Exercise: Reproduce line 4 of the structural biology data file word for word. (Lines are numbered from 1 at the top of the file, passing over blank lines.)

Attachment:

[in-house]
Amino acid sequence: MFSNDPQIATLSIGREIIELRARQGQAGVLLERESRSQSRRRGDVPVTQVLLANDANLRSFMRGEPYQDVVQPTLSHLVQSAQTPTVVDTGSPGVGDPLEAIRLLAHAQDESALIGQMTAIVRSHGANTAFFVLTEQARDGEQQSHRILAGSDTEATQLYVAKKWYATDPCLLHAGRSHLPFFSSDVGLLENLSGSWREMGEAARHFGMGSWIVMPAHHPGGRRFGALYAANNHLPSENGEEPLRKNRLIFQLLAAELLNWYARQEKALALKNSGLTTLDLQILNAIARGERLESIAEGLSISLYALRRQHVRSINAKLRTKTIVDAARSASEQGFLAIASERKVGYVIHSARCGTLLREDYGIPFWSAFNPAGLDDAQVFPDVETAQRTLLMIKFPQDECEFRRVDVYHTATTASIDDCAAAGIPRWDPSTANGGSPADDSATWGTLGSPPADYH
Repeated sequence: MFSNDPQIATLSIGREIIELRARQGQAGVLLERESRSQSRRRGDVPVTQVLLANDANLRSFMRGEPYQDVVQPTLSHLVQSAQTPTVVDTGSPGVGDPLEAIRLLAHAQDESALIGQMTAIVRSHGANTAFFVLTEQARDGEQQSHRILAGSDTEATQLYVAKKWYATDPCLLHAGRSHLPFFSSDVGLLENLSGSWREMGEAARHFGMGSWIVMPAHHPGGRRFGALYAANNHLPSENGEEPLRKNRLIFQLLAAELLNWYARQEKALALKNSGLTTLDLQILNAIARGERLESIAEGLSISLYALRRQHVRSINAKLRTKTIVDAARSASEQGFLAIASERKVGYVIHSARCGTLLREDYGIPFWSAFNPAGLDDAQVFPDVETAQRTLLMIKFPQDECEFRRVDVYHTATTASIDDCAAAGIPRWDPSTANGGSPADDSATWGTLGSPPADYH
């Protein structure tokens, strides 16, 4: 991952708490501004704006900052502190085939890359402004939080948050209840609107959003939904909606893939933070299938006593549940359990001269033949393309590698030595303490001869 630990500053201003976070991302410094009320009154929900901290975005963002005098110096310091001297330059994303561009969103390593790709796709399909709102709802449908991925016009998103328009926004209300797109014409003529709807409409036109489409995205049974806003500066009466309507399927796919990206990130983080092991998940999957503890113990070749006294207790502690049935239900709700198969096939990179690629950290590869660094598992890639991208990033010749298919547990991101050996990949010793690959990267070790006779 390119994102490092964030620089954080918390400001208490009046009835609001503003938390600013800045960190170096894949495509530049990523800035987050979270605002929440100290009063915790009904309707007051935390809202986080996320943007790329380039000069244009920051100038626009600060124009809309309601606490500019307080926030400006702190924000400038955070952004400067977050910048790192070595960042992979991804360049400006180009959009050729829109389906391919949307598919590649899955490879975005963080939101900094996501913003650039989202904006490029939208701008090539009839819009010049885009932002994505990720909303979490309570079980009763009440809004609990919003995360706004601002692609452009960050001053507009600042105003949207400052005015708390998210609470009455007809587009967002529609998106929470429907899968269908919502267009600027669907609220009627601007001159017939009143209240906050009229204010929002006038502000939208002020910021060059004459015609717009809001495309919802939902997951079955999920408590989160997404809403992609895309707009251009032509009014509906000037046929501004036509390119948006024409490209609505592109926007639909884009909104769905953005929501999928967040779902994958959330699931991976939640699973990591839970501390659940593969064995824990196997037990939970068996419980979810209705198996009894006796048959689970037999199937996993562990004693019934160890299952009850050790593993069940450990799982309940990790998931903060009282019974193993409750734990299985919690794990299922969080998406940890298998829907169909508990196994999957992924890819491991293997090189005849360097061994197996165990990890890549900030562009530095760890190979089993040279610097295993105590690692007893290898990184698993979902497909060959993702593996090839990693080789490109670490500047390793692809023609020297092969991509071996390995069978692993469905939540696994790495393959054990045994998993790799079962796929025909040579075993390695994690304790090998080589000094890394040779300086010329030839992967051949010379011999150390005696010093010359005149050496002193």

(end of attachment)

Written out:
């Protein structure tokens, strides 16, 4: 991952708490501004704006900052502190085939890359402004939080948050209840609107959003939904909606893939933070299938006593549940359990001269033949393309590698030595303490001869 630990500053201003976070991302410094009320009154929900901290975005963002005098110096310091001297330059994303561009969103390593790709796709399909709102709802449908991925016009998103328009926004209300797109014409003529709807409409036109489409995205049974806003500066009466309507399927796919990206990130983080092991998940999957503890113990070749006294207790502690049935239900709700198969096939990179690629950290590869660094598992890639991208990033010749298919547990991101050996990949010793690959990267070790006779 390119994102490092964030620089954080918390400001208490009046009835609001503003938390600013800045960190170096894949495509530049990523800035987050979270605002929440100290009063915790009904309707007051935390809202986080996320943007790329380039000069244009920051100038626009600060124009809309309601606490500019307080926030400006702190924000400038955070952004400067977050910048790192070595960042992979991804360049400006180009959009050729829109389906391919949307598919590649899955490879975005963080939101900094996501913003650039989202904006490029939208701008090539009839819009010049885009932002994505990720909303979490309570079980009763009440809004609990919003995360706004601002692609452009960050001053507009600042105003949207400052005015708390998210609470009455007809587009967002529609998106929470429907899968269908919502267009600027669907609220009627601007001159017939009143209240906050009229204010929002006038502000939208002020910021060059004459015609717009809001495309919802939902997951079955999920408590989160997404809403992609895309707009251009032509009014509906000037046929501004036509390119948006024409490209609505592109926007639909884009909104769905953005929501999928967040779902994958959330699931991976939640699973990591839970501390659940593969064995824990196997037990939970068996419980979810209705198996009894006796048959689970037999199937996993562990004693019934160890299952009850050790593993069940450990799982309940990790998931903060009282019974193993409750734990299985919690794990299922969080998406940890298998829907169909508990196994999957992924890819491991293997090189005849360097061994197996165990990890890549900030562009530095760890190979089993040279610097295993105590690692007893290898990184698993979902497909060959993702593996090839990693080789490109670490500047390793692809023609020297092969991509071996390995069978692993469905939540696994790495393959054990045994998993790799079962796929025909040579075993390695994690304790090998080589000094890394040779300086010329030839992967051949010379011999150390005696010093010359005149050496002193």